Collectors and admirers of old books will want to know about the discovery and imminent sale of an early al-Tusi astronomical manuscript which will go on the block at Christies in London this coming week. From the Christies blog:
“In the world of ancient books and manuscripts, very often even the experts are unaware of the existence of important copies of key works. That was the case here,” explains Romain Pingannaud, specialist in Islamic Art, of this 13th-century copy of a compendium of astronomical and mathematical treatises by Nasir al-Din al-Tusi (1201-1274). “This was an incredible surprise,” he adds.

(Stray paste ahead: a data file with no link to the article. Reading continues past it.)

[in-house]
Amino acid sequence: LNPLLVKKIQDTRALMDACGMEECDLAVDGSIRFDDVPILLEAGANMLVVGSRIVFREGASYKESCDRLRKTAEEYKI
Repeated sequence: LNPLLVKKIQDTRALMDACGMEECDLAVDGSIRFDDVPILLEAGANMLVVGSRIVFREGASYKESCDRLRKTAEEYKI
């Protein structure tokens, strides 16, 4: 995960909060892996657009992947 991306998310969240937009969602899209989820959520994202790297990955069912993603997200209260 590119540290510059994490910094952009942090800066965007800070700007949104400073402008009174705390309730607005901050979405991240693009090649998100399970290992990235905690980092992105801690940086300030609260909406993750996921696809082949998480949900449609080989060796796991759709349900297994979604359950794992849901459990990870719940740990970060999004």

Born in Tus, in former Anatolia (present-day Iran), al-Tusi was one of the medieval world’s most eminent scholars. Credited with having invented trigonometry, he wrote on a wide range of topics within mathematics and astronomy, as well as on logic and theology. He also famously founded the observatory at Maragha, Iran, in 1259, which sparked a major renaissance in Islamic astronomy.
This manuscript will be offered on April 26th in the Art of the Islamic and Indian Worlds sale at Christie’s in London. But before you get excited about adding it to your collection, it might be best for you to know that the auction estimate is $425,400-$709,000.